Join the Warehouse Club/ September 26th, 2011
Warehouse retailers know how to woo and win consumers who think they are saving a bundle. Warehouse clubs have become experiences, destinations for afternoon outings as much as outlets for good prices on pickles or paper towels. Built on the promise of cutting out the middleman and passing savings along to the consumer, warehouse clubs have become mecca for cost-conscious shoppers. But are you really saving money? Take Sam's Club. The Walmart-based warehouse club offers the HP OfficeJet Pro 8500A multifunction wireless printer for $174.87. Best Buy and Office Depot both list it online for $299.99. The savings on the printer alone could cover any warehouse club annual basic membership fee ($50 for Costco, $40 for Sam's Club, and $50 for BJ's). However, the other side of that pinched penny—and there is another side—is that you might spend every nickel that you save on false bargains and impulse buys. "Warehouse stores are very smart places to shop, but people have to recognize the psychological landmines," says Golden Gate University's Kit Yarrow, a psychology professor specializing in consumer psychology and behavioral economics in San Francisco.
It was such a dealFirst, clubs create an atmosphere that suggests everything is a bargain, says Michael Norton, associate professor at Harvard Business School in Cambridge, Mass. The cavernous warehouse with the unpacked pallets piled high, dearth of employees—save those offering the free samples—and Spartan interiors suggest a lean operation with tight margins and direct-from-the-manufacturer prices. "In general, you would think that a nicer store would make customers happier, [but] if the store is really beautifully designed, people make the inference that [the store] is spending a lot on overhead," Norton says, "and there's an even stronger inference that prices must be low when someplace like Costco is running a bare-bones operation."
Clubs create an atmosphere that suggests everything is a bargain.Yet that is not always the case. Consider this: Costco lists the Canon EOS 60D DSLR for $1,299.99, while Amazon lists the same camera for $1,199.99. Costco's price includes a "bonus kit" with a gadget bag, mini HDMI cable, and 4GB Class 6 SDHC memory card; Amazon's doesn't. But you could piece together the gadget bag (around $35), cable (less than $10), and memory card (around $7) for less than the $100 price difference. And yet, a locally owned retailer, The Camera Company in Madison, Wis., offers the same camera (without the bonus kit) for $1,199.99. Plus you get to deal with a local business, which might make a difference if you want service before buying (you won't get much, if any, at warehouse clubs or online), or if you run into problems down the road. The lesson? It still pays to comparison shop. But don't trust your memory. Norton says shoppers almost never recall details as accurately as they think they do. Write down model numbers, features, and prices so that when you get to the store you're certain to compare apples to apples.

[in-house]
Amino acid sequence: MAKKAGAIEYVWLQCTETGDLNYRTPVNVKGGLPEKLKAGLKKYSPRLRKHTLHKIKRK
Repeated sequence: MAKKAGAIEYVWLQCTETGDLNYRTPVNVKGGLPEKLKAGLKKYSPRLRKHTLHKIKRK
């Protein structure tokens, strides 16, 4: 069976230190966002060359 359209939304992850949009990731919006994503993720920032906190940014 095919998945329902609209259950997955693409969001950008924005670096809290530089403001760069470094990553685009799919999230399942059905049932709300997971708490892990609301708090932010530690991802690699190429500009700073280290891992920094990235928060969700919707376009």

Track unit pricesFor groceries and household products, compute unit sizes for accurate comparisons. Gary Foreman, publisher of consumer newsletter The Dollar Stretcher, Bradenton, Fla., advises shoppers to carry a price book. That's really just a small notebook where you record your most common purchases, the size, and the price so you can calculate the price per unit such as ounce or bar. Keep it in your car or purse, and then take it with you shopping to determine whether Dunkin Donuts French roast really costs less at Sam's Club than at other places where you shop.
Write down model numbers, features, and prices so you're certain to compare apples to apples."For most families, there are 12 or 15 items that control your grocery spending," Foreman says, agreeing with Norton that consumers tend to have faulty memories when it comes to pricing. "Track those 12 or 15 items, and when you see a good sale, stock up." The "Costco effect" is another pitfall. "It's where you go in to buy some lasagna and you come out with a flat-screen TV," says Richard George, professor and chair of the food marketing department at St. Joseph University in Philadelphia. All three of the main warehouse clubs tap in to this with the quantities-are-limited treasure-hunt approach that urges consumers to search for and seize fleeting deals. "Scarcity is an enormously powerful principle," Norton says. "It really makes us react very strongly out of fear that we might miss out." Consider Costco, which has 582 warehouses worldwide and is the third largest retailer in the United States. Costco notes in its annual report that the "treasure hunt" is part of its sales strategy. It appears to be working. Net sales in 2010 topped $76 billion. But you don't have to give in to impulse purchases. "The key is discipline," George notes. "Shop from a list."
You simply aren't saving money if you buy things you don't need or won't use.It's by far the most popular piece of advice, and it keeps you from falling prey to tempting samples, designer jeans, and it-won't-be-here-next-time deals on LCD TVs. Remember, you simply aren't saving money if you buy things you don't need or won't use.